This section is from the book "How To Make A Flower Garden", by Wilhelm Miller. Also available from Amazon: The Well-Tended Perennial Garden: Planting and Pruning Techniques.
Coldprames are not sufficiently appreciated by the general horticultural public. Under proper management so much can be done with them to lengthen the outdoor season of flowers and vegetables, in both spring and fall, and so many things can be safely carried through the winter with them, that it seems a pity they are not more generally used. Even where greenhouses are run, coldframes are of great service in aiding their work.
Coldframes may be very cheaply constructed where parties are willing to renew them every few years, or they may be substantially built where long-continued use is required. In the former case, cheap "box boards" may be used for the sides and ends, with spruce two by two-and-a-half-inch strips for the cross-pieces to support the abutting edges of the sash. For substantial structures it is well to build the front, back, and ends of brick, twelve inches in thickness, with a four-inch air space in the center, with sufficient cross-tie bricks to make the wall strong and secure. These walls should be covered with planks securely fastened by bolts built into the wall. To these planks the cross-pieces or rafters are fastened. Two by three locust pieces are best for these. The back should be twelve inches higher than the front for the ordinary six-foot width, to give good rain-drainage and an advantageous exposure to the sun. The planks on front and back walls should have the same inclination, so that the sash may be easily slid upon them.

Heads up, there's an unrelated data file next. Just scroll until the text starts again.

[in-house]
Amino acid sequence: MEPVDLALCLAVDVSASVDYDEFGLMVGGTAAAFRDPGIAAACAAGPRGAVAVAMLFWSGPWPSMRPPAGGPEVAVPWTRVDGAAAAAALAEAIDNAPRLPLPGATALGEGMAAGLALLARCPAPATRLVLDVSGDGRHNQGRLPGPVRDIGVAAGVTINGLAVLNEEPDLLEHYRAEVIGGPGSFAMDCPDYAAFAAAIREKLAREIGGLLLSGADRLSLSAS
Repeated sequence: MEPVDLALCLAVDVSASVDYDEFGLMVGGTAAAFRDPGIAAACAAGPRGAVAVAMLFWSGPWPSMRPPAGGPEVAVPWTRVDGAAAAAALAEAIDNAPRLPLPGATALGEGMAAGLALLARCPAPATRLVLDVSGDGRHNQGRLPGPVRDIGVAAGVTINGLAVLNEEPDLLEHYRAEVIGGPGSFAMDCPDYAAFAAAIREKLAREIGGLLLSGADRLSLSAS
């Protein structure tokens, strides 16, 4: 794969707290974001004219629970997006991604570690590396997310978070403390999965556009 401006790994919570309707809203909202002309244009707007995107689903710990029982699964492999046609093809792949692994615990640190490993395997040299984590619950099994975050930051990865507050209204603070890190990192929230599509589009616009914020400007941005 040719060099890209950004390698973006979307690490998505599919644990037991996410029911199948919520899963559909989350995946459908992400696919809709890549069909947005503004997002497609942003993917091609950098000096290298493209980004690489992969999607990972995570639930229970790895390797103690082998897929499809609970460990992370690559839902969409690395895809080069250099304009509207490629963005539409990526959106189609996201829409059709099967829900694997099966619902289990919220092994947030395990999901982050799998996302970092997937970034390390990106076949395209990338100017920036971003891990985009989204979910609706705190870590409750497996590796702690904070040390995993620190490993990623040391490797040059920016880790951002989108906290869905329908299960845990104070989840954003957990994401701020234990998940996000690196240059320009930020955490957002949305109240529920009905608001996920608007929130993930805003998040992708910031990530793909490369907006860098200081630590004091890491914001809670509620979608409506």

Cheap but effective pits for wintering tender shrubs. They are protected by a windbreak of willows. The straw and matting are used in very cold weather.
The ordinary commercial sash is three feet wide and six long. The glass may be six by eight, where the sash is liable to rough usage, or ten by fourteen where it is carefully handled and well protected. There will be three rows of the larger glass and five of the smaller. The larger glass gives rather the better results.
The writer knows of no better way to give an idea how coldframes maybe used than to state just what the row with which he is most familiar contains in early winter. This row is one hundred and twenty feet long and is covered with forty sashes. It fronts southeast, and is well protected from cold winds. This position is better than any other, as the morning sun is more potent than the afternoon.
At the west end of the frames there are four sashes of violets - two of Marie Louise, and two of a very large and double Russian variety. These were rooted offsets planted in June last. The plants made a good growth during the summer and autumn, and are now full of buds which will give splendid bloom in the early spring. Next are four sashes of pansies. The plants were set in October, and will give a grand bloom in February if the weather is favourable, or in March and April if the season is backward. There are three sashes of English daisies, grown in the open ground from offsets of the choicest selected plants grown the previous season from seed. These were planted in the frames in September and are now full of bloom. The bloom will continue until next June. This daisy is more valuable than is generally known. Next are three sashes of polyanthus. These will give a wealth of bloom throughout the spring. This plant is generally hardy in the latitude of New York City, but it is desirable to have the flowers before the outdoor bloom.